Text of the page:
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This module explains power in a format that is accessible to blind students.

Table of contents

Preface

General

This module is part of a book (or collection) designed to make physics concepts accessible to blind students. The collection is intended to supplement but not to replace thetextbook in an introductory course in high school or college physics.

This module explains power in a format that is accessible to blind students.

Prerequisites

In addition to an Internet connection and a browser, you will need the following tools (as a minimum) to work through the exercises in these modules:

  • A graph board for plotting graphs and vector diagrams ( (External Link) ).
  • A protractor for measuring angles ( (External Link) ).
  • An audio screen reader that is compatible with your operating system, such as the NonVisual Desktop Access program (NVDA), which is freelyavailable at (External Link) .
  • A refreshable Braille display capable of providing a line by line tactile output of information displayed on the computer monitor ( (External Link) ).
  • A device to create Braille labels. Will be used to label graphs constructed on the graph board.

The minimum prerequisites for understanding the material in these modules include:

  • A good understanding of algebra.
  • An understanding of the use of a graph board for plotting graphs and vector diagrams ( (External Link) ).
  • An understanding of the use of a protractor for measuring angles ( (External Link) ).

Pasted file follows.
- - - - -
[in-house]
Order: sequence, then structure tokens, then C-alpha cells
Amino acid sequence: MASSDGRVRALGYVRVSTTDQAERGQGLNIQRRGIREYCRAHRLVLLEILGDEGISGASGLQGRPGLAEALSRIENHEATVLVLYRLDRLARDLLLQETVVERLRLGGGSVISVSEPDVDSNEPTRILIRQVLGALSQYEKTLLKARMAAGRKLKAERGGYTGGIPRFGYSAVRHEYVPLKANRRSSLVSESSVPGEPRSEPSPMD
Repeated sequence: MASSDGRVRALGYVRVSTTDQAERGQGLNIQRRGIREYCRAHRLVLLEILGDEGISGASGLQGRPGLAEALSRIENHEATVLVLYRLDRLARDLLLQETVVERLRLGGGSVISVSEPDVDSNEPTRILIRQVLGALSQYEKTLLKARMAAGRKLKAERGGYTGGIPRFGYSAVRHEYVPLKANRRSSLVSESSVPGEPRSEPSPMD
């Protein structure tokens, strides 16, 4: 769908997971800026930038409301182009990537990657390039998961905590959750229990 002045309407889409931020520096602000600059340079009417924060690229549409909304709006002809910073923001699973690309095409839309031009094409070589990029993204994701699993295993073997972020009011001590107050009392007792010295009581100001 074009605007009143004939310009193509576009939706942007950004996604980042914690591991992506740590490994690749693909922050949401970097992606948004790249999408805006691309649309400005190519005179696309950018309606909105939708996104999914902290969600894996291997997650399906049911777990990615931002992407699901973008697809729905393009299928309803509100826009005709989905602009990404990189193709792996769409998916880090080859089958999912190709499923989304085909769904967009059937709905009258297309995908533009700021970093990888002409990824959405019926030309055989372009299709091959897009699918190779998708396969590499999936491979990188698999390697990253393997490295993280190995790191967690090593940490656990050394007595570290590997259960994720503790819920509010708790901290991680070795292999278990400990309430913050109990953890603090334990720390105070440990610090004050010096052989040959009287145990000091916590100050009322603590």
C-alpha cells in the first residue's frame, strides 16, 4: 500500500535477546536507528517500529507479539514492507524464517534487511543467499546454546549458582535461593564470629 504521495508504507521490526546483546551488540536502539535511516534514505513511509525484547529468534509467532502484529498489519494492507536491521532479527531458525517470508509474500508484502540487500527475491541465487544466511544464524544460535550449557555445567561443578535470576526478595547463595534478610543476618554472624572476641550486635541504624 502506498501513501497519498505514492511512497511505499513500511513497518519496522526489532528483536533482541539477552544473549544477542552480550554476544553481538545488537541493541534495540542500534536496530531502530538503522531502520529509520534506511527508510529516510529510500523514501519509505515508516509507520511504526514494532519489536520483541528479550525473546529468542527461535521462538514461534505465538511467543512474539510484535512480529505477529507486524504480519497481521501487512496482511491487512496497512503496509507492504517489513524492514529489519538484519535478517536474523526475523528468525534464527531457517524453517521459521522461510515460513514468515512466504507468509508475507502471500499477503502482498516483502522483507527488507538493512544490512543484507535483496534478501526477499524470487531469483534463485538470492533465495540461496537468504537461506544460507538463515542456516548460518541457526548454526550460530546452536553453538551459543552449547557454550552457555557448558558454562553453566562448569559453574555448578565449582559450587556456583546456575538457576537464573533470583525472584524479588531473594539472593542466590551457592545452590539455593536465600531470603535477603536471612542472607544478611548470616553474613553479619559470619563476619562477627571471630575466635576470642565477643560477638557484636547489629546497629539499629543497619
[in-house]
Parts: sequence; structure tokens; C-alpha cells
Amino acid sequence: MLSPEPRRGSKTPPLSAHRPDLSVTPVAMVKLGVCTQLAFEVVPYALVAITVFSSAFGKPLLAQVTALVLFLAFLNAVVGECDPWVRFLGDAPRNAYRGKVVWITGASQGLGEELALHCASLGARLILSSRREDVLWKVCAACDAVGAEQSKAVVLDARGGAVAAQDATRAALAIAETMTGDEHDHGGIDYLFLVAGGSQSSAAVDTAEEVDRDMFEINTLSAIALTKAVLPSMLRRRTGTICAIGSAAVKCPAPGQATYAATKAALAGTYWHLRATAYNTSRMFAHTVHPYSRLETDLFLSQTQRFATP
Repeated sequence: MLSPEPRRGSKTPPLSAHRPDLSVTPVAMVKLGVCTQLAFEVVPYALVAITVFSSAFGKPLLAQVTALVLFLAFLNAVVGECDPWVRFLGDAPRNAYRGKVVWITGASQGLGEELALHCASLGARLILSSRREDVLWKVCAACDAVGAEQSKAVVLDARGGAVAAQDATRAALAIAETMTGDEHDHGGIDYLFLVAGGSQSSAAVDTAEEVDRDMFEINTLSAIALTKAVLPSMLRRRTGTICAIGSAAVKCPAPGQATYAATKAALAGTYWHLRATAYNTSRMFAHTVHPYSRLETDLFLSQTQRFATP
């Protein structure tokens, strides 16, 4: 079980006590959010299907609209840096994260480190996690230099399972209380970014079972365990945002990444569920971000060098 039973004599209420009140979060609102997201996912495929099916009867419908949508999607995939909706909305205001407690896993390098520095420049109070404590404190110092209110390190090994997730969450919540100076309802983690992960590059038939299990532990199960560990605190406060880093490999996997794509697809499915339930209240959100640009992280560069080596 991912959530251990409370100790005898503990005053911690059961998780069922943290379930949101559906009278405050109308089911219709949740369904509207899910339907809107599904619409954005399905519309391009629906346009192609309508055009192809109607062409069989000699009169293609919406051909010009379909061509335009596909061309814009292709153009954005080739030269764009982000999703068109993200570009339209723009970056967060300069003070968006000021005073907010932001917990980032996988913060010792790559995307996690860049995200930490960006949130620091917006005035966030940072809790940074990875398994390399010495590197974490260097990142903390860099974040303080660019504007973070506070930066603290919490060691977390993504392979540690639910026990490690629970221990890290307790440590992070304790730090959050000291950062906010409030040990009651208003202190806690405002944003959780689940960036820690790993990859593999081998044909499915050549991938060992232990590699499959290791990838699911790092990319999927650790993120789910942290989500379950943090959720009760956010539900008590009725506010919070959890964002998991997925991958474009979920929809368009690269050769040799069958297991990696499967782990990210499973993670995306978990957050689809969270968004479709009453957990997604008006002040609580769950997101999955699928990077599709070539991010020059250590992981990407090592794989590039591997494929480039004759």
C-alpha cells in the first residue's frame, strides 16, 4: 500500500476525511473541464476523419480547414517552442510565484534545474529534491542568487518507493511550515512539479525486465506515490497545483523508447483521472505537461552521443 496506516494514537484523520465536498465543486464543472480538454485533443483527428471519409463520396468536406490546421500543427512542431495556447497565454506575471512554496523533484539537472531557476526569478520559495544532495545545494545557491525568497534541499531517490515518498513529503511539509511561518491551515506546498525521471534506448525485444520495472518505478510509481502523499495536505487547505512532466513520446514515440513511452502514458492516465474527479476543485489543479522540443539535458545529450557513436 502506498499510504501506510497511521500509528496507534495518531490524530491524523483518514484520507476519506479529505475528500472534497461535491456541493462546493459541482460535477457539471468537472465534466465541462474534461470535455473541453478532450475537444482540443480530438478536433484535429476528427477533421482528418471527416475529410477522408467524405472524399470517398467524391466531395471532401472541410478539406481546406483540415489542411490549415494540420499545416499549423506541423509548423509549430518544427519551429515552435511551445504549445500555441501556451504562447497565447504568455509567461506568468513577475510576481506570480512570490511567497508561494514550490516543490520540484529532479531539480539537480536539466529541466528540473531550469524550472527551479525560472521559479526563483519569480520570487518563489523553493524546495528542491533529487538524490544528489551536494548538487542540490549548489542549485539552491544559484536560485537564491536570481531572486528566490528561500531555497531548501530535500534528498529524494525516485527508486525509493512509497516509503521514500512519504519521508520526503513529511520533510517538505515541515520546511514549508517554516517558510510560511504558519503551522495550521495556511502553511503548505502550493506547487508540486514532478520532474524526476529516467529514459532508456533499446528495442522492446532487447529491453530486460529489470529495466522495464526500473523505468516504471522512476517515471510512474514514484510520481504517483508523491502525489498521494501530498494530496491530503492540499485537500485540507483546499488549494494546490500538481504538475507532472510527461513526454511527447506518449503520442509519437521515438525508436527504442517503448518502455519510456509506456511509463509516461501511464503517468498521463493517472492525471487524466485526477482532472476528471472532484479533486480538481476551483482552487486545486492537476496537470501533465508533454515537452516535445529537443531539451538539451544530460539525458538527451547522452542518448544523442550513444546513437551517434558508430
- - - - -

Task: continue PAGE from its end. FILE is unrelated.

• A basic understanding of the use of sine, cosine, and tangent from trigonometry ( (External Link) ).
  • An introductory understanding of JavaScript programming ( (External Link) and (External Link) ).
  • An understanding of all of the material covered in the earlier modules in this collection.

Supplemental material

I recommend that you also study the other lessons in my extensive collection of online programming tutorials. Youwill find a consolidated index at www.DickBaldwin.com .

General background information

What is work?

You learned in an earlier module that work occurs when a force causes a mass to be displaced by some distance. You learned that the equation for the quantity of work done is equal to

W = (f*newton)*(d*meter) = f*d*N*m

You also learned that work is measured in joules, where one joule is equal to one newton multiplied by one meter.

1 joule = 1 N * 1 m, or

1 joule = (1 kg * m/s^2) * m, or

1 joule = 1 kg*m^2/s^2

Paste the right-hand expression into the Google search box and press Enter just to be sure.

What about time?

Note that the equation for work says nothing about time. The same amount of work is done if it takes one second or one month for the object to which theforce is applied to move by the same distance.

That doesn't sound right!

This goes against our normal concept of work. If Joe spreads one cubic yard of topsoil on the lawn in one hour and Bill requires three hours to do the samejob, we might say that Joe is working harder than Bill.

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Source:  OpenStax, Accessible physics concepts for blind students. OpenStax CNX. Oct 02, 2015 Download for free at https://legacy.cnx.org/content/col11294/1.36
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